Hologram Arts Group Bidding Farewell to Clock Tower With Exhibit and Bash

By Jeanmarie Evelly on April 2, 2014 5:11pm 

 The Center for Holographic Arts will move from the Clock Tower building in Long Island City this month, going out with a special farewell exhibit and party on April 11 before hunting for a new location.
The Center for Holographic Arts will move from the Clock Tower building in Long Island City this month, going out with a special farewell exhibit and party on April 11 before hunting for a new location.
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DNAinfo/Ewa Kern-Jedrychowska

QUEENS PLAZA — It's lights out for this art group's home.

The Center for Holographic Arts will leave its home at the Clock Tower building in Long Island City this month, going out with a special farewell exhibit and party on April 11 before hunting for a new location.

The arts group — which is dedicated to holography, or images created using light — moved into the lobby and vaults of the former bank building this past fall, subletting the space for free from owner Andover Realty through the nonprofit No Longer Empty.

"Long Island City has been such a a great community to be a part of," said Jonah Levy, project director for the organization.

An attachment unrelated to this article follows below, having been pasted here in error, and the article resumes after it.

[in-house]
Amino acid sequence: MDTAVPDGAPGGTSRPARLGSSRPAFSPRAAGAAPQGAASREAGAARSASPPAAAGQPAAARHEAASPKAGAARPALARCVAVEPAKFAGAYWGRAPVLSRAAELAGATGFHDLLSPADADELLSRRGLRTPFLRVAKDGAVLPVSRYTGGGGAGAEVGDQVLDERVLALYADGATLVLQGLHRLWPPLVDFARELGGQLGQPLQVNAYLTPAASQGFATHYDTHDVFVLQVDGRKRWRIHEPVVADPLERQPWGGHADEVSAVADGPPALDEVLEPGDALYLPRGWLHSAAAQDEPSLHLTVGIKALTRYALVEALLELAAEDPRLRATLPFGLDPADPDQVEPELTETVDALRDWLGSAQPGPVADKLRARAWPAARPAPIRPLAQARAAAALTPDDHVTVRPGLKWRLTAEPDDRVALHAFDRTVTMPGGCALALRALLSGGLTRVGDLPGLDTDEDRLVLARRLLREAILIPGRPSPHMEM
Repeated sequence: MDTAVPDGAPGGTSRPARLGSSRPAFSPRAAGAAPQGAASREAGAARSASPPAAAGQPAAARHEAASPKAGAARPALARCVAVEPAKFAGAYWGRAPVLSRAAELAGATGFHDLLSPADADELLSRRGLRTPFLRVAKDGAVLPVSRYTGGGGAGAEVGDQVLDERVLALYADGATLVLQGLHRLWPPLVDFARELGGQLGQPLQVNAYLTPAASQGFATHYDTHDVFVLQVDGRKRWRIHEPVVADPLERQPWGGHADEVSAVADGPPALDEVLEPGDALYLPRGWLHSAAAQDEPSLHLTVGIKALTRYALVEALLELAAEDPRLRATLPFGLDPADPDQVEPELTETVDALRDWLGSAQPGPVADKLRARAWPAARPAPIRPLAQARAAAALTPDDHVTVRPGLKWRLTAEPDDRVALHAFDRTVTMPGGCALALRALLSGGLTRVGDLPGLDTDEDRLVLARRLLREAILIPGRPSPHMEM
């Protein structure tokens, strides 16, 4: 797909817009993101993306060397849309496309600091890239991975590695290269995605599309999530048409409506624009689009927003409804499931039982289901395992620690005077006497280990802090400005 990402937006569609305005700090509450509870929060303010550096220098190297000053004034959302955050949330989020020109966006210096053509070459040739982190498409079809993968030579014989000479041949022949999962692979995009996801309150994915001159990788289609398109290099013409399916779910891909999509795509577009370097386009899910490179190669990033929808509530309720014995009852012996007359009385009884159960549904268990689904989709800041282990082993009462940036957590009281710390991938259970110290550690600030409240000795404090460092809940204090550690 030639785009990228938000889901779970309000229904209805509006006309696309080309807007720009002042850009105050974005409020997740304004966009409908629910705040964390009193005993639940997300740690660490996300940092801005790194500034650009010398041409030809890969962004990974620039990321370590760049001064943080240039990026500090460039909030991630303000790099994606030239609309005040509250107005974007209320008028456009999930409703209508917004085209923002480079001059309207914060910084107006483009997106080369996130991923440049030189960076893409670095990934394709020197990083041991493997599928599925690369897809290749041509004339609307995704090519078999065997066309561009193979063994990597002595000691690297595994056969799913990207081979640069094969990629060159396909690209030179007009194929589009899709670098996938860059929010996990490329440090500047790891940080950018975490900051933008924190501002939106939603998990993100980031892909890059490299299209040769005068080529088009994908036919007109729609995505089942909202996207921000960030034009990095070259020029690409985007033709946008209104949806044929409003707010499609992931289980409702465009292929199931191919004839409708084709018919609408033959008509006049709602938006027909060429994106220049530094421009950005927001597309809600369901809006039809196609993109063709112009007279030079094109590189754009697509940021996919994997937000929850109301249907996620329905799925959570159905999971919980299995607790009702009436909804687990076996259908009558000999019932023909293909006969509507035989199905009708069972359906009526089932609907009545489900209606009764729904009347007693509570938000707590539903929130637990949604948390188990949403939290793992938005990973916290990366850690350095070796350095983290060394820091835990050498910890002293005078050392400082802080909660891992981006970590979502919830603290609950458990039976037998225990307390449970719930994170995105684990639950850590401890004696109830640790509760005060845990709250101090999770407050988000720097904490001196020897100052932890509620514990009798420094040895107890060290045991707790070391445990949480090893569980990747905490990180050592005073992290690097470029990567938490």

He said the group was told last month they would need to vacate the space by April 14 because the iconic building was being sold, though a rep for Andover Realty denies that a sale is in place.

"These are rumors at this point," Andover's Steven Zang said Wednesday. "I have no information on a sale at this time."

The building, at 29-27 41st Ave., had once housed the Bank of Manhattan but was recently vacant until No Longer Empty converted the space to host a temporary art installation in 2012.

The Holocenter, which formed in 1998, was previously using space at the headquarters of Long Island City arts collective Flux Factory after losing their previous Court Square location in 2009.

Levy said that while the group is disappointed that they need to move, he knew the donated space at the Clock Tower was a temporary opportunity.

"I was a little crestfallen, but we knew that this was coming at any point," he said. "It's kind of just the nature of being in the arts."

He said the nonprofit group is currently looking for a new space, and has been exploring possible options in nearby Astoria or other parts of the city.

"We're talking with a number of people, there's a couple of possibilities," Levy said.

In the meantime, visitors can catch the final showing of the Holocenter's most recent exhibit "Uncertain Worlds," this Friday and Saturday from 2 to 6 p.m.

The final exhibit and farewell bash will take place next Friday, April 11 and will feature holograms, projections, interactive installations as well as music, DJs, food and drinks. The festivities will start at 8 p.m., with admission a pay-what-you-wish donation.

Levy said the group's time at the Clock Tower has allowed them to build a good amount of buzz for their work and exhibits, which were dubbed "Best Mind-Trip," by New York magazine in its annual "Best of New York," issue this year.

"Knowing all that we built at the Clock Tower building is still going to stay with us is encouraging," Levy said.

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